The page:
The device that was so addictive that it was dubbed the "CrackBerry" might not have much of a future: Its new chairman and interim chief executive says he wants to emphasize software and services — not devices. That could mean the company might ultimately get out of the business of selling smartphones.
The possible change in strategy comes as
Chen said he wants to find a CEO with a strong software and services background.
He noted that BlackBerry Messenger, BlackBerry's popular messaging application, has been downloaded by more than 20 million users since it became available on Google's Android and
BBM had long been one of the most popular features on BlackBerry devices and only became available on rival smartphones last month. While there are fewer users of the actual BlackBerry smartphone, BBM remains popular. Chen said there are now about 80 million active users of BBM.
"I'd like to find somebody to help me monetize that," Chen said.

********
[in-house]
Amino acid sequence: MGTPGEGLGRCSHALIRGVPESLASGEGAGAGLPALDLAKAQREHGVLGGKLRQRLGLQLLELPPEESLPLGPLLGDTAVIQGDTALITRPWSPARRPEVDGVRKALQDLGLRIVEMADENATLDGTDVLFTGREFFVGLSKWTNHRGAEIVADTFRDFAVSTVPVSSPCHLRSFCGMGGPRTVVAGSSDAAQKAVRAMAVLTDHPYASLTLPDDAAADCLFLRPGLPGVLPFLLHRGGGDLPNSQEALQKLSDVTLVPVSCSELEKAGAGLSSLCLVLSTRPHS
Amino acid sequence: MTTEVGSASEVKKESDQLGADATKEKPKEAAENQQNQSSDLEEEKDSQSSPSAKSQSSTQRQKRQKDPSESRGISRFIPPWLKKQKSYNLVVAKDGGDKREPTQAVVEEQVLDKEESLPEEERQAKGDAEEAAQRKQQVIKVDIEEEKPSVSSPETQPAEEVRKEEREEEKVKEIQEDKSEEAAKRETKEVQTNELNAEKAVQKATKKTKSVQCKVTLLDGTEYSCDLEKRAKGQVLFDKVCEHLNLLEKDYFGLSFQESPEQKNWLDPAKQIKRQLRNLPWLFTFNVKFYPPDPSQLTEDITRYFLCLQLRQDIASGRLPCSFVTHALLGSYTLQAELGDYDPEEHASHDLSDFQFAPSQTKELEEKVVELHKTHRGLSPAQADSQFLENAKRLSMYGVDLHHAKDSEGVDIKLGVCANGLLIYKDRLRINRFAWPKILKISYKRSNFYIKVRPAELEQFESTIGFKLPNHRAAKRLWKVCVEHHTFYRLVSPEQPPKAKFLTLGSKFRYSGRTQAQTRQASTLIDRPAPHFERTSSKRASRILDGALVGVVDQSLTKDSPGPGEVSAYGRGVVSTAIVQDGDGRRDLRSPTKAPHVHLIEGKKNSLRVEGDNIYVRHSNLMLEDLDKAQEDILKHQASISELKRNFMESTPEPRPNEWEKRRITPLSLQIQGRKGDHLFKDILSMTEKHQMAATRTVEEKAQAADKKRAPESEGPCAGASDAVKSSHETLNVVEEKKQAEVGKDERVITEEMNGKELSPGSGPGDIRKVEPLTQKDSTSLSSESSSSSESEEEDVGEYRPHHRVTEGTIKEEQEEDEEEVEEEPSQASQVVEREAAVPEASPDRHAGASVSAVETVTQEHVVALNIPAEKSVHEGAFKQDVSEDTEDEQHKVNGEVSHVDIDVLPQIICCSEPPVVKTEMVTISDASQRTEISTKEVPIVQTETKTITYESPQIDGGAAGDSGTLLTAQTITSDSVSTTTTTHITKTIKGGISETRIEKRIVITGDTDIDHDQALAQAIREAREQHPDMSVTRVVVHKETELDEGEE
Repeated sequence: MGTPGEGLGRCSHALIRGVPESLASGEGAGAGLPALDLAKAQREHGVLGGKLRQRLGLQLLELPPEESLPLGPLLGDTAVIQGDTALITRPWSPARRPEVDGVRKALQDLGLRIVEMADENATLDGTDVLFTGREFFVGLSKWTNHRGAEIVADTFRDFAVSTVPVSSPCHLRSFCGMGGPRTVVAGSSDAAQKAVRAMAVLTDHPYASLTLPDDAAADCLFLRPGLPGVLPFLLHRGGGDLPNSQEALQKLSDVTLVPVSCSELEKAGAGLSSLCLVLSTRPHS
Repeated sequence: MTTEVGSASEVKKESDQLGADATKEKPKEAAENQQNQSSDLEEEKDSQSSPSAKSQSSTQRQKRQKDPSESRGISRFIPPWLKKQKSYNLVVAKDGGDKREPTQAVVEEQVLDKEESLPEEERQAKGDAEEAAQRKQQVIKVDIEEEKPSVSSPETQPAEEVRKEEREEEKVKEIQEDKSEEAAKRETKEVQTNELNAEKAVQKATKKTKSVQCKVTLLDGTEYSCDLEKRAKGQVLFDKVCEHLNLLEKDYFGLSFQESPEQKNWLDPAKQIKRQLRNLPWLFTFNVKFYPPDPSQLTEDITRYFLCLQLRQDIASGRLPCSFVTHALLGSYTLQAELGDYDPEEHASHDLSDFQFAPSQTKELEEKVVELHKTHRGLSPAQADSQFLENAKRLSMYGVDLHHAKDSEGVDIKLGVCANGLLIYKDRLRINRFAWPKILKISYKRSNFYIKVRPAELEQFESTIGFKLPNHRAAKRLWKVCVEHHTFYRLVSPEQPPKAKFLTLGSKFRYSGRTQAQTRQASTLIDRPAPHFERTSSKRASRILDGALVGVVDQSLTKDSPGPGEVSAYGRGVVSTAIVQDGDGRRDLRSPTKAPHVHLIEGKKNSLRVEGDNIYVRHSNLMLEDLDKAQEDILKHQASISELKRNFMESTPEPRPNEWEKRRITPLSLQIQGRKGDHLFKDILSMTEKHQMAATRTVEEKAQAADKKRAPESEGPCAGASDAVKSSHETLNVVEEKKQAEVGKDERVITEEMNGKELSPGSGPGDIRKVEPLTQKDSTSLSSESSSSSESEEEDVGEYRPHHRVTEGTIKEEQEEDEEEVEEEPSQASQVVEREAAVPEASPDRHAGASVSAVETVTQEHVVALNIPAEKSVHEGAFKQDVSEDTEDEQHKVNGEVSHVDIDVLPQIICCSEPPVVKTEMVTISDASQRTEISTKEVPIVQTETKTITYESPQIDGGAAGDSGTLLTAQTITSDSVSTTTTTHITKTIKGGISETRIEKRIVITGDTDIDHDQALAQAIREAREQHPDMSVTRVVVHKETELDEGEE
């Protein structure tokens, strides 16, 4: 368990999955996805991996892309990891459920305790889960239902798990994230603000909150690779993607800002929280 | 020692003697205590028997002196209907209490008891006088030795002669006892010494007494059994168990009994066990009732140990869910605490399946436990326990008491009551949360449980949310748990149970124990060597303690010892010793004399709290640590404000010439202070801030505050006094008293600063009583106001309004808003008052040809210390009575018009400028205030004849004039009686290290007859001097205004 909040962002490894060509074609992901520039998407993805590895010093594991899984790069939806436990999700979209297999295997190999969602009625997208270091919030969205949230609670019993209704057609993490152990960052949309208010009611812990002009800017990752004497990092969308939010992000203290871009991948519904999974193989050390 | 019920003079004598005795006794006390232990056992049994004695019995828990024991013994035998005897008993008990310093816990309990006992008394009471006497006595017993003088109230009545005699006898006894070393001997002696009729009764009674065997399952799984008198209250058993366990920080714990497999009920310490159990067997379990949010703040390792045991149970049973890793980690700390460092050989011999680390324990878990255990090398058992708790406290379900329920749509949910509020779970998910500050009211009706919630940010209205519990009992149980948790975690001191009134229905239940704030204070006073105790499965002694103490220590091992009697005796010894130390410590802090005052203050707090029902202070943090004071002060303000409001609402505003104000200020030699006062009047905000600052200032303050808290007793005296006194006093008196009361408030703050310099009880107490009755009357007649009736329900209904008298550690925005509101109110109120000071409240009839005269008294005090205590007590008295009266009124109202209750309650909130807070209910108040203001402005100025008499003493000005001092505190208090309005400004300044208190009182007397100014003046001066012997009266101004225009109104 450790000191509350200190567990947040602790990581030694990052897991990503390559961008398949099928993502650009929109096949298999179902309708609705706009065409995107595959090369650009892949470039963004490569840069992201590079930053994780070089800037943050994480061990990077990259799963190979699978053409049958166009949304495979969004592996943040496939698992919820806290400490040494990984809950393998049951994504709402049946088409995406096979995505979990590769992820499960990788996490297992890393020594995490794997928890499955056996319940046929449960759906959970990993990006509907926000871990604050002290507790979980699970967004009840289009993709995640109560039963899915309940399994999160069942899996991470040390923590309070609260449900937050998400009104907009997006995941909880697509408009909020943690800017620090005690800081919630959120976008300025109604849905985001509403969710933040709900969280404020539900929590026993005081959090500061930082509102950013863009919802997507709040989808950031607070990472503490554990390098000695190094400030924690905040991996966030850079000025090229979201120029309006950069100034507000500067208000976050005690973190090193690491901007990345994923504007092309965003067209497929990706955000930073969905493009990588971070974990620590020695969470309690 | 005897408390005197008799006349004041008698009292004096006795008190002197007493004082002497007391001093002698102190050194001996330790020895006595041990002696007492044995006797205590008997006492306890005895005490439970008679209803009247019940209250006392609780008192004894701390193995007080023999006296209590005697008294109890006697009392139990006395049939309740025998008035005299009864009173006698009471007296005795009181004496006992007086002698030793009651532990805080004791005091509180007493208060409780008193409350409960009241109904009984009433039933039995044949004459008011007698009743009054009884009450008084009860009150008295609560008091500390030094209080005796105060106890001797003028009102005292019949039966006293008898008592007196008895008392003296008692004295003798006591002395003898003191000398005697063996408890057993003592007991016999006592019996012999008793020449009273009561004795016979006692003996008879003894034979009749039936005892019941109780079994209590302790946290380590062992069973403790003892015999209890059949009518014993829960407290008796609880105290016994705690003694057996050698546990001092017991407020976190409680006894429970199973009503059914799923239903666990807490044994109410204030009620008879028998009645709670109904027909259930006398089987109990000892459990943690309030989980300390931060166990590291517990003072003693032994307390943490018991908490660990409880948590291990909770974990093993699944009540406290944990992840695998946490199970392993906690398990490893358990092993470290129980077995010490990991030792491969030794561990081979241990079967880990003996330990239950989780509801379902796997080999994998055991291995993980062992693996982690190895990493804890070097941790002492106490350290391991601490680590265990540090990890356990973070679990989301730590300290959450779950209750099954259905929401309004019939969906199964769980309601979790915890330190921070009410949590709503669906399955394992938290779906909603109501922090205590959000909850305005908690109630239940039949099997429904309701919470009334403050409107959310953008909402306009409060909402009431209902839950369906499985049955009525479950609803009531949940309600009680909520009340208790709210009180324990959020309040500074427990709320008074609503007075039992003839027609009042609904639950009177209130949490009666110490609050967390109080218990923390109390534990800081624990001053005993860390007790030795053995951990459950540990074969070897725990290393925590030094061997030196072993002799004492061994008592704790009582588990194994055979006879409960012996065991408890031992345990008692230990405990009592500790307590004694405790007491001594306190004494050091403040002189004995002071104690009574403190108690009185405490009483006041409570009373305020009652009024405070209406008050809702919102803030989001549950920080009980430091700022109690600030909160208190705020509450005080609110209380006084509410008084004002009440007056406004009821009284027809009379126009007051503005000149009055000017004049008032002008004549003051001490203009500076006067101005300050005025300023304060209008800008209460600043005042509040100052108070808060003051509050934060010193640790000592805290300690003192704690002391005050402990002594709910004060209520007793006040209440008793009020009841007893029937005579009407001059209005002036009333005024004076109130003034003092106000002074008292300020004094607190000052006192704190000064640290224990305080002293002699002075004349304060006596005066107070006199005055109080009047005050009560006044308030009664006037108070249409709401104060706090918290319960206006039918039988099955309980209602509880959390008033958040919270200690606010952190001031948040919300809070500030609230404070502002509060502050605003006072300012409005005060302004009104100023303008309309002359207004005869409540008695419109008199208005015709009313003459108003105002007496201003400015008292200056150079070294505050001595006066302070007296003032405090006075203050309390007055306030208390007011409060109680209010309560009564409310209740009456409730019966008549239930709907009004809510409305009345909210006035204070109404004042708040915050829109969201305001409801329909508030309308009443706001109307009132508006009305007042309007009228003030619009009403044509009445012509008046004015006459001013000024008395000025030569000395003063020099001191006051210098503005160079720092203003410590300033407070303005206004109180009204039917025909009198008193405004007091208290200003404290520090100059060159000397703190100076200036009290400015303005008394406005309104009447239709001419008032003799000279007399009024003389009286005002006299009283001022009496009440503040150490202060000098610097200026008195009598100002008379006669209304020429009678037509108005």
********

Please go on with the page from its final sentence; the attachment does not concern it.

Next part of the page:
BlackBerry no longer provides the number of actually device subscribers, and a company spokeswoman said that number would not be "an accurate reflection of our business today."
In June, it said the total BlackBerry subscriber base was about 72 million.
By comparison, smartphone market leader
Gillis said BlackBerry might indeed stop selling phones but noted BlackBerry is already obsolete. He doesn't think current BlackBerry users have to worry though.
"They are not just going to shut the lights off," Gillis said.
The decline of the BlackBerry has come shockingly fast. In 1999, BlackBerry became a game-changing breakthrough in personal connectedness. It changed the culture by allowing on-the-go business people to access wireless email. President
Then came a new generation of competing smartphones, and suddenly the BlackBerry looked ancient.
This year's much-delayed launch of the BlackBerry 10 system and the fancier devices that use it was supposed to rejuvenate the brand and lure customers. It did not work.
"Sadly I think they are already out of the business after the BlackBerry 10 flop," said
Walkley said he believes BlackBerry will focus on its mobile device management business, which allows IT departments to manage different devices connected to their corporate networks.
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